The Stars nearly erased a 3-0 deficit in Game 2 of the 2020 Stanley Cup Final, but the Lightning held on for a 3-2 win to tie the series 1-1. Let’s mull over three takeaways from the Lightning’s narrow Game 2 win vs. the Stars.
The Stars and Lightning face off in Game 3 of the 2020 Stanley Cup Final on Wednesday at 8 p.m. ET on NBCSN (livestream).
1. Injuries, fatigue haven’t totally blunted the Lightning attack.
More than once early in Game 2 of the 2020 Stanley Cup Final, it sure seemed like Nikita Kucherov was hurting. Some of us might have felt an impulse to suggest resting the seemingly banged-up winger after Kucherov suffered through this collision with Jamie Oleksiak:
(And that wasn’t even the only scare for Kucherov, although it was the biggest one from Game 2.)
Despite accruing more bumps and bruises, the Lightning showed that their skill can take over against the Stars during the 2020 Stanley Cup Final. Promisingly, Brayden Point rifled home a key 1-0 power-play goal. Being that Point missed significant chunks of the 2020 Eastern Conference Final, seeing Point score was a welcome sight even beyond the scoreboard.
But Kucherov was especially impressive. He made a nice play to set up that Point goal, and the real treat was Kucherov’s tremendous slap-pass to set the stage for Ondrej Palat. Palat almost seemed handcuffed by that great Kucherov feed:
With both Kucherov and Point banged up, and Steven Stamkos still not in the lineup, it doesn’t always look like the Lightning are at full-strength. Apparently they’re pretty dangerous even when they’re not at 100 percent.
2. The Stars are better off in a Game 1-type situation than Game 2.
On one hand, the Stars showed that they’ll fight hard in Game 2. No, it wasn’t enough to erase that 3-0 deficit, but that was a strong push.
And a nasty style? That’s probably in the Stars’ more rugged wheelhouse.
Still, Game 2 served as a reminder that if the Stars had the chance to choose between control or chaos, they’re better off coloring inside the lines.
Recall that, through the first two periods of Game 1, the Stars largely bottled the Lightning. Dallas actually won the SOG fight 18-14 over the opening 40 minutes, then saw the Lightning bombard a keyed-in Anton Khudobin during the third period.
In Game 2, both teams kept streaming to the box, and that burned the Stars like the Texas sun during summer time. It made for wilder, more compelling hockey, but Dallas is better off avoiding the dangerous game of trading chances with Tampa Bay.
To some extent, that problem might sort itself out quite a bit since officials are notorious for avoiding calling just about any subjective penalty as a series goes on. That said, there were unforced errors in Game 2, such as Blake Comeau taking a foolish interference penalty during the second period.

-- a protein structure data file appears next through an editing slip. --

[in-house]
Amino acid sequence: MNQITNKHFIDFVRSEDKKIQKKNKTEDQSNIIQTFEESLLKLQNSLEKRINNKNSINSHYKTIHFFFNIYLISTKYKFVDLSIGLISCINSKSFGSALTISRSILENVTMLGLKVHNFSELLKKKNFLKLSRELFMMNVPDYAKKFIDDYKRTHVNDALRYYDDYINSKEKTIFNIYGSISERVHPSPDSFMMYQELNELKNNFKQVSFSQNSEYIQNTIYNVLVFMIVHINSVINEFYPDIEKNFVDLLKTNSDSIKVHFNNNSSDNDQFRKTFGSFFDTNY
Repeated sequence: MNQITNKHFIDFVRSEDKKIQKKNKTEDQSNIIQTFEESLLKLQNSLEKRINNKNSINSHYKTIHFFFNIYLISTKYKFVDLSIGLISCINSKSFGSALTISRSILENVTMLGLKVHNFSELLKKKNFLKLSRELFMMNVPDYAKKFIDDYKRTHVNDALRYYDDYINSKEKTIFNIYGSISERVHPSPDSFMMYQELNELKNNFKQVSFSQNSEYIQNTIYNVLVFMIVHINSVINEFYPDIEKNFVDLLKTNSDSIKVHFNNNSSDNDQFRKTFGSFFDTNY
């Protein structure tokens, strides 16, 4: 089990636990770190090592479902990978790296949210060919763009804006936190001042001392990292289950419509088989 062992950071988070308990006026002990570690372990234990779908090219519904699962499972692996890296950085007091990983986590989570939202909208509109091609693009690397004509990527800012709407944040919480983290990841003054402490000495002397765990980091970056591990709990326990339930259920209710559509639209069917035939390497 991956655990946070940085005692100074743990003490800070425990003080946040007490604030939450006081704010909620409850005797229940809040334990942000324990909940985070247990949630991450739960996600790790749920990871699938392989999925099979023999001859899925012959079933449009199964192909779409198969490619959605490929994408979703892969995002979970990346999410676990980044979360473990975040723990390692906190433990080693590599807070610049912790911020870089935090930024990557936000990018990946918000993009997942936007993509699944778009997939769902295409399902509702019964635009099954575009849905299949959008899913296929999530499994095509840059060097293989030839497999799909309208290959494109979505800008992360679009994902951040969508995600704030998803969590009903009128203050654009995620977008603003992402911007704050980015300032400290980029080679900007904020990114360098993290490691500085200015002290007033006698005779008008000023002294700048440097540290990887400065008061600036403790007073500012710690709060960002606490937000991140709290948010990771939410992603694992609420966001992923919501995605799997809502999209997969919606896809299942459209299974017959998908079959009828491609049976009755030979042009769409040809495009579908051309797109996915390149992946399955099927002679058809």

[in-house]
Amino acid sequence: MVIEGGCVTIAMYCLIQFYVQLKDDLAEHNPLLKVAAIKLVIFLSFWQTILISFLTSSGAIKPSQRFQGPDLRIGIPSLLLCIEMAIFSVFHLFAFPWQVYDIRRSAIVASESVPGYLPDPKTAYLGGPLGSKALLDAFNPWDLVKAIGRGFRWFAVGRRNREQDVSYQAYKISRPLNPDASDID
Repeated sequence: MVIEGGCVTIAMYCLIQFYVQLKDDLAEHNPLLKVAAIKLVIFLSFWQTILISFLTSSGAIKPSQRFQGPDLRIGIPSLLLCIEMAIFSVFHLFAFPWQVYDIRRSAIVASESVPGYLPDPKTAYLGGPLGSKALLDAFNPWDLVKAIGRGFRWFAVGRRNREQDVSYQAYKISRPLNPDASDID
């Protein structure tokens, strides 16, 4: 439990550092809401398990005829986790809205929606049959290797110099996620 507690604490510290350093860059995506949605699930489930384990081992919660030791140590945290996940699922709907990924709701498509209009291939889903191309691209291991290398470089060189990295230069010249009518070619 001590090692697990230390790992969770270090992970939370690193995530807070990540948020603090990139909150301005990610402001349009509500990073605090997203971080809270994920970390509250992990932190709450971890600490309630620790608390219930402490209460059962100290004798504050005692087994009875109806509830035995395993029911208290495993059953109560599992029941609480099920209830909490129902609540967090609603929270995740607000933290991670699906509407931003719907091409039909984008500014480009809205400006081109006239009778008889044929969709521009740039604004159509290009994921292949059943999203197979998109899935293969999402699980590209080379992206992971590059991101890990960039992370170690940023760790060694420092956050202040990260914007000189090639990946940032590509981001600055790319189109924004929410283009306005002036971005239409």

Ultimately, the Stars need to find the right balance between taking away the Lightning’s time and space, while also not having that physical edge push them into the penalty box. That rhythm was off – for Dallas – in Game 2.
It’s only natural for Anton Khudobin to draw a ton of attention. Beyond playing exceptional hockey, his journeyman story just begs for headlines, and probably glossy video features.
Don’t forget about the guy in the other end, though. Even if he’s a prototypically sized goalie who bucked the larger trend and was selected as a first-round pick.
We’re through Game 2 of the 2020 Stanley Cup Final, and Vasilevskiy hasn’t suffered consecutive losses during this Lightning run.
Tampa Bay needed Vasilevskiy to have a stellar second period, and he didn’t disappoint. Only a Joe Pavelski tip ended up in the Lightning net despite the Stars generating an 18-5 shots on goal advantage in the middle frame. Overall, Vasilevskiy stopped 27 out of 29 shots in Game 2.
It’s not as sexy of a story as Khudobin beating the odds, yet Vasilevskiy living up to huge expectations isn’t exactly chopped liver in narrative form, either.
Tampa Bay Lightning vs. Dallas Stars (Series tied 1-1)
Game 1: Stars 4, Lightning 1. (recap)
Game 2: Lightning 3, Stars 2. (recap)
Game 3: Wednesday, Sept. 23, 8 p.m. ET – NBCSN (livestream)
Game 4: Friday, Sept. 25, 8 p.m. ET – NBC (livestream)
Game 5: Saturday, Sept. 26, 8 p.m. ET – NBC (livestream)
*Game 6: Monday, Sept. 28, 8 p.m. ET – NBC
*Game 7: Wednesday, Sept. 30, 8 p.m. ET – NBC
James O’Brien is a writer for Pro Hockey Talk on NBC Sports. Drop him a line at firstname.lastname@example.org or follow him on Twitter @cyclelikesedins.